// declaration of the `IncompressibleTest` type tag for the single-phase flow problem
namespace TTag {
struct IncompressibleTest { using InheritsFrom = std::tuple<OneP, CCTpfaModel>; };
}
```
### Property specializations
In the following piece of code, mandatory `properties` for which no meaningful
default can be set, are specialized for our type tag `IncompressibleTest`.
```cpp
// This sets the grid type used for the simulation. Here, we use a structured 2D grid.
template<class TypeTag>
struct Grid<TypeTag, TTag::IncompressibleTest> { using type = Dune::YaspGrid<2>; };
// This sets our problem class (see problem_1p.hh) containing initial and boundary conditions.
template<class TypeTag>
struct Problem<TypeTag, TTag::IncompressibleTest> { using type = OnePTestProblem<TypeTag>; };
// This sets our spatial parameters class (see spatialparams_1p.hh) in which we define
// the distributions for porosity and permeability to be used.
template<class TypeTag>
struct SpatialParams<TypeTag, TTag::IncompressibleTest>
{
private:
using GridGeometry = GetPropType<TypeTag, Properties::GridGeometry>;
using Scalar = GetPropType<TypeTag, Properties::Scalar>;
public:
using type = OnePTestSpatialParams<GridGeometry, Scalar>;
};
// This sets the fluid system to be used. Here, we use liquid water as fluid phase.
template<class TypeTag>
struct FluidSystem<TypeTag, TTag::IncompressibleTest>
{
private:
using Scalar = GetPropType<TypeTag, Properties::Scalar>;
public:
using type = FluidSystems::OnePLiquid<Scalar, Components::SimpleH2O<Scalar> >;
};
```
These are all mandatory `properties`. However, we also want to specialize the
`LocalResidual` property, as we want to use analytic differentation (see `main.cc`).
The default for the `LocalResidual` property, specialized by the type tag `OneP`,
is the implementation of the local residual for compressible single-phase flow.
Therein, the functionality required for analytic derivatives is not implemented
as for compressible fluids this would require the derivatives of the fluid properties
(eg density and viscosity) with respect to pressure. For the case of an incompressible
fluid phase, a specialized local residual is available that contains the required
functionality, and we set this with the following piece of code:
```cpp
template<class TypeTag>
struct LocalResidual<TypeTag, TTag::IncompressibleTest> { using type = OnePIncompressibleLocalResidual<TypeTag>; };
```
Apart from that, we also set some properties related to memory management
throughout the simulation.
<details><summary> Click to show caching properties</summary>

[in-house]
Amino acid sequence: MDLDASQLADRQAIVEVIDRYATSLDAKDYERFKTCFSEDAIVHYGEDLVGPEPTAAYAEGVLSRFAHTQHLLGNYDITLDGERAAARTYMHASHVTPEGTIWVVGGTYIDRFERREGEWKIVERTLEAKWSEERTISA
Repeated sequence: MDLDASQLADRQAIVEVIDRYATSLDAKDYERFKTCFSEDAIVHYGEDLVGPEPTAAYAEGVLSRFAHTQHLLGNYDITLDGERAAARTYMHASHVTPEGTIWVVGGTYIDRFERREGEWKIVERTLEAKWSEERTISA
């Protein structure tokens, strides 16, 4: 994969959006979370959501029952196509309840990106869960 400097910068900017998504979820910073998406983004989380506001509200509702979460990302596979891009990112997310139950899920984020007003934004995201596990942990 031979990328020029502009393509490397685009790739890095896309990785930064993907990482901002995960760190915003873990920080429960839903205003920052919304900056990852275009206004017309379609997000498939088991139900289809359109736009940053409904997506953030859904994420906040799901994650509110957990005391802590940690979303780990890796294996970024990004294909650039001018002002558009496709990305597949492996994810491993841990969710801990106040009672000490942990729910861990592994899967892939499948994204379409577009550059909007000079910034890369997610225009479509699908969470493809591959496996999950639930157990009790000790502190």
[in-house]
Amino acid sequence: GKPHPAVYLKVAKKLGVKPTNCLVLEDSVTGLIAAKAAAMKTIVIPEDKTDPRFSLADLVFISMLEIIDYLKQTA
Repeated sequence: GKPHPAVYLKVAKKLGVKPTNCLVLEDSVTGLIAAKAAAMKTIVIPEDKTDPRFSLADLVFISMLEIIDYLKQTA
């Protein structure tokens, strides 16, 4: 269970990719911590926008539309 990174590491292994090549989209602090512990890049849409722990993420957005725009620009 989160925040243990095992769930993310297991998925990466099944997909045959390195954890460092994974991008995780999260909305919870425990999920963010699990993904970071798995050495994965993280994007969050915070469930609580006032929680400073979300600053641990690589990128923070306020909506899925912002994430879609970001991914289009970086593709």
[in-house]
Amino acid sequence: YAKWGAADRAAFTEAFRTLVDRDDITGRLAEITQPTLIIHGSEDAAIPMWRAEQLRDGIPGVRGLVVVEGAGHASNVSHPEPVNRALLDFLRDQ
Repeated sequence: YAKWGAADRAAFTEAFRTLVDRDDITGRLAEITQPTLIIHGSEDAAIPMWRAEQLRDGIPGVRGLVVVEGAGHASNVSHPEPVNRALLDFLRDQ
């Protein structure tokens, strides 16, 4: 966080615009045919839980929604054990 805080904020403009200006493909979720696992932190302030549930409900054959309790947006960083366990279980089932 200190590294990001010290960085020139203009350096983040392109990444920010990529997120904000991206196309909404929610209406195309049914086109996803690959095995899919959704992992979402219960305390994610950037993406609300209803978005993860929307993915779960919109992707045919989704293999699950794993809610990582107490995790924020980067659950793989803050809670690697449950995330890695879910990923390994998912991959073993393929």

In Dumux, one has the option to activate/deactive the grid-wide caching of
geometries and variables. If active, the CPU time can be significantly reduced
as less dynamic memory allocation procedures are necessary. Per default, grid-wide
caching is disabled to ensure minimal memory requirements, however, in this example we
want to active all available caches, which significanlty increases the memory
demand but makes the simulation faster.
```cpp
// This enables grid-wide caching of the volume variables.
template<class TypeTag>
struct EnableGridVolumeVariablesCache<TypeTag, TTag::IncompressibleTest> { static constexpr bool value = true; };
//This enables grid wide caching for the flux variables.
template<class TypeTag>
struct EnableGridFluxVariablesCache<TypeTag, TTag::IncompressibleTest> { static constexpr bool value = true; };
// This enables grid-wide caching for the finite volume grid geometry
template<class TypeTag>
struct EnableGridGeometryCache<TypeTag, TTag::IncompressibleTest> { static constexpr bool value = true; };
} // end namespace Dumux::Properties
```
</details>
</details>
## Initial and boundary conditions (`problem_1p.hh`)
This file contains the __problem class__ which defines the initial and boundary
conditions for the single-phase flow simulation.
<details open>
<summary><b>Click to hide/show the file documentation</b> (or inspect the [source code](../problem_1p.hh))</summary>
### Include files
The only include we need here is the `PorousMediumFlowProblem` class, the base
class from which we will derive.
```cpp
#include <dumux/porousmediumflow/problem.hh>
```
### The problem class
We enter the problem class where all necessary boundary conditions and initial conditions are set for our simulation.
As we are solving a problem related to flow in porous media, we inherit from the base class `PorousMediumFlowProblem`.
```cpp
namespace Dumux {
template<class TypeTag>
class OnePTestProblem : public PorousMediumFlowProblem<TypeTag>
{
// A few convenience aliases used throughout this class.
using ParentType = PorousMediumFlowProblem<TypeTag>;
using GridView = typename GetPropType<TypeTag, Properties::GridGeometry>::GridView;
using Element = typename GridView::template Codim<0>::Entity;
using GlobalPosition = typename Element::Geometry::GlobalCoordinate;
using Scalar = GetPropType<TypeTag, Properties::Scalar>;
using PrimaryVariables = GetPropType<TypeTag, Properties::PrimaryVariables>;
using FVElementGeometry = typename GetPropType<TypeTag, Properties::GridGeometry>::LocalView;